Citations (0)
Some of your citations are legacy items.

Any citation created before July 30, 2012 will labeled as a “Cited page.” New citations will be saved as cited passages, pages or articles.

We also added the ability to view new citations from your projects or the book or article where you created them.

Notes (0)
Bookmarks (0)

You have no saved items from this book

Project items include:
  • Saved book/article
  • Highlights
  • Quotes/citations
  • Notes
  • Bookmarks
Notes
Cite this page

Cited page

Style
Citations are available only to our active members.
Buy instant access to cite pages or passages in MLA, APA and Chicago citation styles.

(Einhorn, 1992, p. 25)

(Einhorn 25)

1. Lois J. Einhorn, Abraham Lincoln, the Orator: Penetrating the Lincoln Legend (Westport, CT: Greenwood Press, 1992), 25, http://www.questia.com/read/27419298.

Cited page

Bookmark this page
International Law and Diplomacy in the Spanish Civil Strife
Table of contents

Table of contents

  • Title Page iii
  • Preface vii
  • Contents xi
  • Chapter I - The Legal Status of the Contesting Parties 1
  • Conclusions 23
  • Chapter II - Interference with Foreign Shipping 25
  • Conclusions 50
  • Chapter III - The International Non-Intervention System 53
  • Chapter IV - The League of Nations and the Civil Strife 121
  • Conclusions 140
  • Chapter V - Problems in Diplomatic and Consular Relations 144
  • Conclusions 167
  • Chapter VI - The United States and the Civil Strife 169
  • Summary of American Policy 187
  • Chapter VII - The Termination of the Strife 189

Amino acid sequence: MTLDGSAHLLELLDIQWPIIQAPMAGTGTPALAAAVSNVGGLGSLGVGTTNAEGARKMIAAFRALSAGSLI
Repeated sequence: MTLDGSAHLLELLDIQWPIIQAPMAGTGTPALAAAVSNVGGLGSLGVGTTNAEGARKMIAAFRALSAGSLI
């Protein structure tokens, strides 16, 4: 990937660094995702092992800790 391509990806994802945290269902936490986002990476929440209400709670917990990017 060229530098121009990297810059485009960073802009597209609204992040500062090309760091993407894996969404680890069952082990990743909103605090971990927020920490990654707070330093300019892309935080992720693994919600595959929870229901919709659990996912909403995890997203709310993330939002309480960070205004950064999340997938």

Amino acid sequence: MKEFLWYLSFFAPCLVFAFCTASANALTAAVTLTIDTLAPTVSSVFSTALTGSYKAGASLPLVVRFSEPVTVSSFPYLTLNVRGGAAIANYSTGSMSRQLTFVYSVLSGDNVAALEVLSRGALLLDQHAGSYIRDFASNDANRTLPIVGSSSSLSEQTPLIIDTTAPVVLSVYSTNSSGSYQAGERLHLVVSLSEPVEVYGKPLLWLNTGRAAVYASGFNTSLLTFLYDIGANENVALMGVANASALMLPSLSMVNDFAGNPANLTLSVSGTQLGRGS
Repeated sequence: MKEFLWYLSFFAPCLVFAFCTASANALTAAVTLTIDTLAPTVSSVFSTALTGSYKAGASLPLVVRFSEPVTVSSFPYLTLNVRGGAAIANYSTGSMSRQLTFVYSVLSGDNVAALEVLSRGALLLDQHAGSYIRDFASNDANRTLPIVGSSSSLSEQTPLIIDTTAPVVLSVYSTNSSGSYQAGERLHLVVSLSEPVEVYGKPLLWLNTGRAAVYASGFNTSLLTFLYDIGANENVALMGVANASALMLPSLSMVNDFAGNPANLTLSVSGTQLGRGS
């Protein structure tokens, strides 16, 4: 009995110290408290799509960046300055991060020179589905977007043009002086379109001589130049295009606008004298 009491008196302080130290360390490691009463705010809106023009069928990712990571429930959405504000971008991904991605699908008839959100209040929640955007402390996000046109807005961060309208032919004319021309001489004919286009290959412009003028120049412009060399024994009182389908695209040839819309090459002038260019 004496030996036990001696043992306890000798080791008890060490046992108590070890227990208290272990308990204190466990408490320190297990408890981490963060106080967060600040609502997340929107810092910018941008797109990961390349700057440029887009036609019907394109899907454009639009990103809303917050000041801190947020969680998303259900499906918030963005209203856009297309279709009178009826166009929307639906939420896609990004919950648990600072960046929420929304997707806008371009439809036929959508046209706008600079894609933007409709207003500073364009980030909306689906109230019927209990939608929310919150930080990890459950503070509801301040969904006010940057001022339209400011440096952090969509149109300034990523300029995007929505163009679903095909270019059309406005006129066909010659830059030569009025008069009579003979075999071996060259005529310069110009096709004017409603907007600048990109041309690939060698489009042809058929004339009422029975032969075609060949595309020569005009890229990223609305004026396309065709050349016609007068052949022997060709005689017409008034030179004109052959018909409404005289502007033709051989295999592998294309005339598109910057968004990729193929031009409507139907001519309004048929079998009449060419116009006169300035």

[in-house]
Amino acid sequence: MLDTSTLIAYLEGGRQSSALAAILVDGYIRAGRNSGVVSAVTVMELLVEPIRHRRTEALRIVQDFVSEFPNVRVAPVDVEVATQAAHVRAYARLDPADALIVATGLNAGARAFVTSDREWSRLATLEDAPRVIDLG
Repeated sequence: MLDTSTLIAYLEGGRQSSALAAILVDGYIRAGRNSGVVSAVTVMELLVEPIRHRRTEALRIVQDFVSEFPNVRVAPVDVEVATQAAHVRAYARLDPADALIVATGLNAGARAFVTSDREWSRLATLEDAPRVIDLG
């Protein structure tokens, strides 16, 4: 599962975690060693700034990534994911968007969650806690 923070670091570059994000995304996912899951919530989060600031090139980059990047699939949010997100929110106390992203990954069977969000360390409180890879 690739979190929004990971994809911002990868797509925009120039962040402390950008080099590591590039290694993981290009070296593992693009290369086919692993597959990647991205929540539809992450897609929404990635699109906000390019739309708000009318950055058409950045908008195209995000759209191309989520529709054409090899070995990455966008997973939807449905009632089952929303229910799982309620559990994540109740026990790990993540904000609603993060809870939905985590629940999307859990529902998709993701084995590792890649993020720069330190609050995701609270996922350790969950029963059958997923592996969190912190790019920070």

• Chapter VIII - Conclusion 196
  • Appendices 203
  • Index 675
Settings

Settings

Typeface
Text size Smaller Larger Reset View mode
Search within

Search within this book

Look up

Look up a word

  • Dictionary
  • Thesaurus
Please submit a word or phrase above.
Print this page

Print this page

Why can't I print more than one page at a time?

Help
Full screen
/ 712

matching results for page

    Questia reader help

    How to highlight and cite specific passages

    1. Click or tap the first word you want to select.
    2. Click or tap the last word you want to select, and you’ll see everything in between get selected.
    3. You’ll then get a menu of options like creating a highlight or a citation from that passage of text.

    OK, got it!

    Cited passage

    Style
    Citations are available only to our active members.
    Buy instant access to cite pages or passages in MLA, APA and Chicago citation styles.

    "Portraying himself as an honest, ordinary person helped Lincoln identify with his audiences." (Einhorn, 1992, p. 25).

    "Portraying himself as an honest, ordinary person helped Lincoln identify with his audiences." (Einhorn 25)

    "Portraying himself as an honest, ordinary person helped Lincoln identify with his audiences."1

    1. Lois J. Einhorn, Abraham Lincoln, the Orator: Penetrating the Lincoln Legend (Westport, CT: Greenwood Press, 1992), 25, http://www.questia.com/read/27419298.

    Cited passage

    Thanks for trying Questia!

    Please continue trying out our research tools, but please note, full functionality is available only to our active members.

    Your work will be lost once you leave this Web page.

    Buy instant access to save your work.

    Already a member? Log in now.

    Oops!

    An unknown error has occurred. Please click the button below to reload the page. If the problem persists, please try again in a little while.